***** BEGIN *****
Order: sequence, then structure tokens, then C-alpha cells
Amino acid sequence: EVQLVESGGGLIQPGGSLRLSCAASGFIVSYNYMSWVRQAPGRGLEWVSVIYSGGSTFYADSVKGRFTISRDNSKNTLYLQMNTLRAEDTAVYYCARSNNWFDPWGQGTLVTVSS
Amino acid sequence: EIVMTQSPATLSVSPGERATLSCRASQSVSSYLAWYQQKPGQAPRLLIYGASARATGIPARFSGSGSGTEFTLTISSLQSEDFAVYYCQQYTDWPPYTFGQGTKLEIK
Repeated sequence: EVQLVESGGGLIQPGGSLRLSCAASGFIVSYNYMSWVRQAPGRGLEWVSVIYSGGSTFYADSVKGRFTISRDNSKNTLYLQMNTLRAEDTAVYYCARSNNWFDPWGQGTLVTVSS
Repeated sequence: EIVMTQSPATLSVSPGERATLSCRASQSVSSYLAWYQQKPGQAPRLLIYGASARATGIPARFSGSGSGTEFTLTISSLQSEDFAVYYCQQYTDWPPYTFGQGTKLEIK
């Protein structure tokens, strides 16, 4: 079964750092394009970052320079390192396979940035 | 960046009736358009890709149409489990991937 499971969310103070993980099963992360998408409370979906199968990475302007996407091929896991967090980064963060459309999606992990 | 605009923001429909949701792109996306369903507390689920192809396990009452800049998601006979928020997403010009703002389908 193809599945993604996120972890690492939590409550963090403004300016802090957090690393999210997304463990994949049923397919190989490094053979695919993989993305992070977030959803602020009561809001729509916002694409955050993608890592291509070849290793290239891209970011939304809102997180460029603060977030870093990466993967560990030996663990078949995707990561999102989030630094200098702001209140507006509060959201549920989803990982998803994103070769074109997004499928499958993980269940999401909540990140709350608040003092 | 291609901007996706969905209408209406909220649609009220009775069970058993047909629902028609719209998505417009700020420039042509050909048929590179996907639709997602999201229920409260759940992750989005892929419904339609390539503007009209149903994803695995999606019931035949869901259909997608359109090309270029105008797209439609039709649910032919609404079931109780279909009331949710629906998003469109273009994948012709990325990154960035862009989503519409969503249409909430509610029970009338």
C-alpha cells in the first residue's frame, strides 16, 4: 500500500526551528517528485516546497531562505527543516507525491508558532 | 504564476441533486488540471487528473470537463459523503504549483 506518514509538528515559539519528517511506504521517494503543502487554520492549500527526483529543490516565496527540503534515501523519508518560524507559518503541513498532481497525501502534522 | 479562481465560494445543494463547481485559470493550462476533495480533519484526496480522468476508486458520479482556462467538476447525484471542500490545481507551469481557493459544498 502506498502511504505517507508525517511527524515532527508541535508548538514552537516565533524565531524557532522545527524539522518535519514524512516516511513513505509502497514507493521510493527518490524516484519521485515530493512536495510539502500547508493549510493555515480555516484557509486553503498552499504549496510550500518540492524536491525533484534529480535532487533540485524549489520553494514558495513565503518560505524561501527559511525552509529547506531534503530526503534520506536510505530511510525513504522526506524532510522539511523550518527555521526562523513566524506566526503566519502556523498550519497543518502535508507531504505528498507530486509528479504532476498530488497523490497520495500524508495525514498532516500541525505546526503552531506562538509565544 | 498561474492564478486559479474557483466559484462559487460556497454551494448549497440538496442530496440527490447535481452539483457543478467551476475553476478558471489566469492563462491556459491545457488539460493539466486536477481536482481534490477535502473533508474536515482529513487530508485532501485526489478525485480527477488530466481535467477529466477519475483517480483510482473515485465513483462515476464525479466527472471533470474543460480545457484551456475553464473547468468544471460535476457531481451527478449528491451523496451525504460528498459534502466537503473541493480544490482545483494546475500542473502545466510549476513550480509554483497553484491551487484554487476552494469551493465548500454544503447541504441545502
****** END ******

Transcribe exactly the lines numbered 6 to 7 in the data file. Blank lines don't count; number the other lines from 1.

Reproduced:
């Protein structure tokens, strides 16, 4: 079964750092394009970052320079390192396979940035 | 960046009736358009890709149409489990991937 499971969310103070993980099963992360998408409370979906199968990475302007996407091929896991967090980064963060459309999606992990 | 605009923001429909949701792109996306369903507390689920192809396990009452800049998601006979928020997403010009703002389908 193809599945993604996120972890690492939590409550963090403004300016802090957090690393999210997304463990994949049923397919190989490094053979695919993989993305992070977030959803602020009561809001729509916002694409955050993608890592291509070849290793290239891209970011939304809102997180460029603060977030870093990466993967560990030996663990078949995707990561999102989030630094200098702001209140507006509060959201549920989803990982998803994103070769074109997004499928499958993980269940999401909540990140709350608040003092 | 291609901007996706969905209408209406909220649609009220009775069970058993047909629902028609719209998505417009700020420039042509050909048929590179996907639709997602999201229920409260759940992750989005892929419904339609390539503007009209149903994803695995999606019931035949869901259909997608359109090309270029105008797209439609039709649910032919609404079931109780279909009331949710629906998003469109273009994948012709990325990154960035862009989503519409969503249409909430509610029970009338």
C-alpha cells in the first residue's frame, strides 16, 4: 500500500526551528517528485516546497531562505527543516507525491508558532 | 504564476441533486488540471487528473470537463459523503504549483 506518514509538528515559539519528517511506504521517494503543502487554520492549500527526483529543490516565496527540503534515501523519508518560524507559518503541513498532481497525501502534522 | 479562481465560494445543494463547481485559470493550462476533495480533519484526496480522468476508486458520479482556462467538476447525484471542500490545481507551469481557493459544498 502506498502511504505517507508525517511527524515532527508541535508548538514552537516565533524565531524557532522545527524539522518535519514524512516516511513513505509502497514507493521510493527518490524516484519521485515530493512536495510539502500547508493549510493555515480555516484557509486553503498552499504549496510550500518540492524536491525533484534529480535532487533540485524549489520553494514558495513565503518560505524561501527559511525552509529547506531534503530526503534520506536510505530511510525513504522526506524532510522539511523550518527555521526562523513566524506566526503566519502556523498550519497543518502535508507531504505528498507530486509528479504532476498530488497523490497520495500524508495525514498532516500541525505546526503552531506562538509565544 | 498561474492564478486559479474557483466559484462559487460556497454551494448549497440538496442530496440527490447535481452539483457543478467551476475553476478558471489566469492563462491556459491545457488539460493539466486536477481536482481534490477535502473533508474536515482529513487530508485532501485526489478525485480527477488530466481535467477529466477519475483517480483510482473515485465513483462515476464525479466527472471533470474543460480545457484551456475553464473547468468544471460535476457531481451527478449528491451523496451525504460528498459534502466537503473541493480544490482545483494546475500542473502545466510549476513550480509554483497553484491551487484554487476552494469551493465548500454544503447541504441545502